I’m happy spring and warm weather are here! I can enjoy
walking and bike riding in a t-shirt and shorts, garments that allow the sun to
shine on my arms and legs. While I’m exercising, the ultraviolet rays from the
sun are triggering the synthesis of vitamin D inside my skin. This production
of vitamin D is a 2-step process that involves changing precursors of the vitamin
in the liver and then in the kidneys into the active form called D3 or 1,25(OH)2D.
What vitamin D does
Vitamin D is one of several substances called vitamins,
which the body needs to grow and develop normally. Vitamin D is famous for its
role in helping the body absorb the calcium needed for strong bones and in maintaining
an adequate level of calcium in the blood. A deficiency of vitamin D leads to a
softening of the bones that in children is called rickets and in adults osteomalacia.
Vitamin D also plays a role in promoting cell growth, in building our
immune function, and in reducing inflammation. New research is studying the role
these activities may play in the development of several chronic diseases, including
heart disease, multiple sclerosis, and diabetes. Checking the patient’s vitamin
D status is becoming a common laboratory test ordered by doctors, and levels
less than 30 nanomoles per liter (nmol/l) of blood indicates a deficiency.
How can we get this vitamin?
Food sources of vitamin D are mainly fatty fish like salmon,
trout, and sardines, as well as foods fortified with the vitamin, such as milk,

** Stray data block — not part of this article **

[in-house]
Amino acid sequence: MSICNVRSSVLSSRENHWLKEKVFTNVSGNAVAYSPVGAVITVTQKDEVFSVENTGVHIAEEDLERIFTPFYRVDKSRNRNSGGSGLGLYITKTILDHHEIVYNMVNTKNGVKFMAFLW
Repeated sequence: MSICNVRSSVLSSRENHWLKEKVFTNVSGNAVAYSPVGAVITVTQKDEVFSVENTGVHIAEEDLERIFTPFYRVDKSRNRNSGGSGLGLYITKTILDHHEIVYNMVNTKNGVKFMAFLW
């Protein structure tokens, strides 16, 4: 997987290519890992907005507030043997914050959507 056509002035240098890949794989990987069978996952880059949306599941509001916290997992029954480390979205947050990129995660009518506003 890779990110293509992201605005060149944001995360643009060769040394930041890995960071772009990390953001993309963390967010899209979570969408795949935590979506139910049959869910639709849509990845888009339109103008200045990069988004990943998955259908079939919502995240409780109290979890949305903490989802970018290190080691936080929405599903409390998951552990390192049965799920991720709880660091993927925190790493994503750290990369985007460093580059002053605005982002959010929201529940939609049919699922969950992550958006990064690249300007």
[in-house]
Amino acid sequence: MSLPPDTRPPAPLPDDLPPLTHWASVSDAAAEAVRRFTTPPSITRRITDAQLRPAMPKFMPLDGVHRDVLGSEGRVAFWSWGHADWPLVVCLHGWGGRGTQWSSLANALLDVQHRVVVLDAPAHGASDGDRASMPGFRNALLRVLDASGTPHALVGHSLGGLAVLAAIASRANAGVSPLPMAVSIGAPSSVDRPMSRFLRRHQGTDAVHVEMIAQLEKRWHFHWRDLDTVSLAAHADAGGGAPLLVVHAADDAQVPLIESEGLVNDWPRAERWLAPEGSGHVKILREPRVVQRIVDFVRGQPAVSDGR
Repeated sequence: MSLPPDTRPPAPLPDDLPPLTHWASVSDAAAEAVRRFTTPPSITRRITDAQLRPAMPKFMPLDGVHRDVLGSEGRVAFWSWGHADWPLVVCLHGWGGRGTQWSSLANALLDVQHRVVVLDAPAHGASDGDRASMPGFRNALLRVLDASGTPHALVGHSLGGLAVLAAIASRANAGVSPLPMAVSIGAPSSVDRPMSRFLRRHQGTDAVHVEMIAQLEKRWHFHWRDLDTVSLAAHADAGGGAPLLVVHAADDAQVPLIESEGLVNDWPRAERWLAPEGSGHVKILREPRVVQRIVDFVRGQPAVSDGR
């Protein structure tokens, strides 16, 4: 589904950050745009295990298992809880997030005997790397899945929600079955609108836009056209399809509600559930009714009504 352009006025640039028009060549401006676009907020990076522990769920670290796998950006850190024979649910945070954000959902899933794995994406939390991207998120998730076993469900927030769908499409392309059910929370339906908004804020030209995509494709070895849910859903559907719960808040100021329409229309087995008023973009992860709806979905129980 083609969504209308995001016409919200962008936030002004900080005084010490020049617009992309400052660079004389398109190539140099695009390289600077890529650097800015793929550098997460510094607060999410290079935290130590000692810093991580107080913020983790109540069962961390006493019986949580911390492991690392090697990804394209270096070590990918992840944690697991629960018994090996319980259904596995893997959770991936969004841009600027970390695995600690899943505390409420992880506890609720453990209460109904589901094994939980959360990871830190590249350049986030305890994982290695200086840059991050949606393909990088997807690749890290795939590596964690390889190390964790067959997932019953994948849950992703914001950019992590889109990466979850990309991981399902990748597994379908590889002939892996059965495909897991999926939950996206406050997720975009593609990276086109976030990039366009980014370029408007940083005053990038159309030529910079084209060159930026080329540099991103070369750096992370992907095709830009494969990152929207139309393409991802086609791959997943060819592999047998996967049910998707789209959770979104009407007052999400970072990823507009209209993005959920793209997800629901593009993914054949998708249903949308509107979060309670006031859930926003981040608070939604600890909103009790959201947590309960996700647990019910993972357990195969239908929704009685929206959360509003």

cereal, and a variety of snack bars. Food sources, however, may only provide about
200 international units (IU) per day, and the recommended intake for adult ages
51 to 70 years old is 400 IU/day—so people usually have to take supplements. A daily supplement of the
active form of vitamin D (D3) of from 800 IU to 1000 IU is often recommended and is
Vitamin D’s links to
Vitamin D’s connection to diabetes is still being studied,
but we do know that this vitamin is found in the beta cells that make insulin and
that insulin secretion is dependent on calcium—which, as was stated above, is
dependent on vitamin D. Providing adequate vitamin D has improved insulin
secretion in animals, but more research is definitely needed to confirm this in
While we wait for more study results, we must do what we can
to maintain an adequate level of vitamin D in the blood. Food sources,
supplements, or a little sunshine (just 15 to 20 minutes exposure three times a
week) is necessary.
Who’s at risk of a deficiency?
Those at greatest risk for vitamin-D deficiency are:
people who are obese,
because their increased fat stores interfere with how vitamin D is
released into the blood stream
others with limited sun
This last group includes:
people with darker skin
color, who have greater amounts of melanin in their skin, a substance that
acts as a natural sun blocker
people who wear clothing that covers
most of their skin
Even factors such as smog, cloudy weather, and how much sunscreen
we use can reduce the body’s ability to make vitamin D naturally. If you
haven’t had your vitamin D levels checked, I definitely recommend it!